MD: What about materials choices and compromises?

Helmut: Most gloves are cowhide, kangaroo, sheepskin or deerskin—each must be stitched differently. Each behaves differently. Cowhide stretches a little, kangaroo hardly stretches and deerskin stretches more over time.

Colorfast leathers cost more. Thickness matters. Thick hides give more abrasion resistance, but in a small thing like a glove it’s hard to stitch and work, turning the glove after stitching, given fit and feel on the hand. Riders like to ‘feel’ what the bike is doing through the bars so thickness must be controlled carefully.

It’s a trade-off. Thin skins give good feel but abrasion resistance drops (even kangaroo—it’s not a magic skin). Skins absorb sweat and heat differently. Sweat rots leather. Second season, maybe end of first season, a racer is using gloves that should be tossed. He falls and the glove blows up, not because it’s a bad glove but from sweat. He says: “See how those [Brand X] gloves came apart? [Brand X] must make terrible gloves.” Maybe it had bad construction, leather, whatever, maybe not.

Twenty years ago most gloves were plain leather. Racers loved them. It was just how they were made and how they felt. Some companies started to use more layers and more foam. Foam replaced studs and worked better. Media coverage forced manufacturers to think more about safety.

Sadly, we see riders with, yes, gardening gloves, riding $15,000 bikes, too frugal to protect their hands with $200 gloves. A strange economy.

MD: How does a rider pick the ‘one pair’ he or she needs for racing, sport riding and touring?

Helmut:  Riders who trust the company they’re dealing with may get the gloves they want if the salesperson is knowledgeable. For touring and winter riding, leave room for inner gloves. The bottom line with all gloves is this: the pavement doesn’t care. Most gloves look good until the pavement judges their performance.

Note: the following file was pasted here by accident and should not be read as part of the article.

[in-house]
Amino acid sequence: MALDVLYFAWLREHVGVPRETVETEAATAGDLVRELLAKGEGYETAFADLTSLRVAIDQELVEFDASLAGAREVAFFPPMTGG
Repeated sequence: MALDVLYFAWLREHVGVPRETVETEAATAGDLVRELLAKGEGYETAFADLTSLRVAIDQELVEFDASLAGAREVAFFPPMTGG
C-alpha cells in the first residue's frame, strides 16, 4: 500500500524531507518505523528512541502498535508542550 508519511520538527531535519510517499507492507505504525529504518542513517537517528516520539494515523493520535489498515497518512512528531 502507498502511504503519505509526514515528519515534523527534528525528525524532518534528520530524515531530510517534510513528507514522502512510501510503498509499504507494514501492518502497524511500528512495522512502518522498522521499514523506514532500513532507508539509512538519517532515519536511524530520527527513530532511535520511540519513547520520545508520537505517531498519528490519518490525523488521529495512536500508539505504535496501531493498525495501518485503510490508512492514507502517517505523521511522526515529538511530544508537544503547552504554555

1. cyclox says:

    I’ve had a pair of the Buffalo 365 gloves for 8 years now. No crashes in them, so I can’t comment on their crash-worthiness, but they’ve lasted and lasted and lasted and remain extremely comfortable.

    When I lived in California during the first year I owned these gloves, I wore them for commuting and touring and a couple of track days. Probably rode over 10,000 miles wearing them. After moving to the east coast, they’ve seen less use but perhaps more abuse in rain, sleet and salt. I wash them a few times a year and then apply leather conditioner. There’s a bit of a tear starting at one of the gauntlets due to the years of pulling on them while putting them on, but the reinforced piece of leather at that location has done its job.

    For racing and track days, I’ve gone through several pairs of gloves and each pair of them cost more than $200. One pair of Alpinestars GP Pros has had failed seams (without a crash) and has been repaired twice – I only have them as a backups now. My current ones, from RS Taichi, seem to be holding up better.

    None of my race gloves feel as well-made as the Buffalo 365s. There are fewer seams on the Helimot gloves, and I think that, along with the high-quality leather, makes them worth well more than their price tag. I’ll probably pick up a new pair next season.

  2. George says:

    I used to think like you about gloves but while racing in my 20s and having some other brand glove failures in relative minor crashes that resulted in getting sand ground into my ripped open knuckles and blistered skin on my palm from sliding down the track.

    Still to this day I have issues with those knuckles related to those injuries.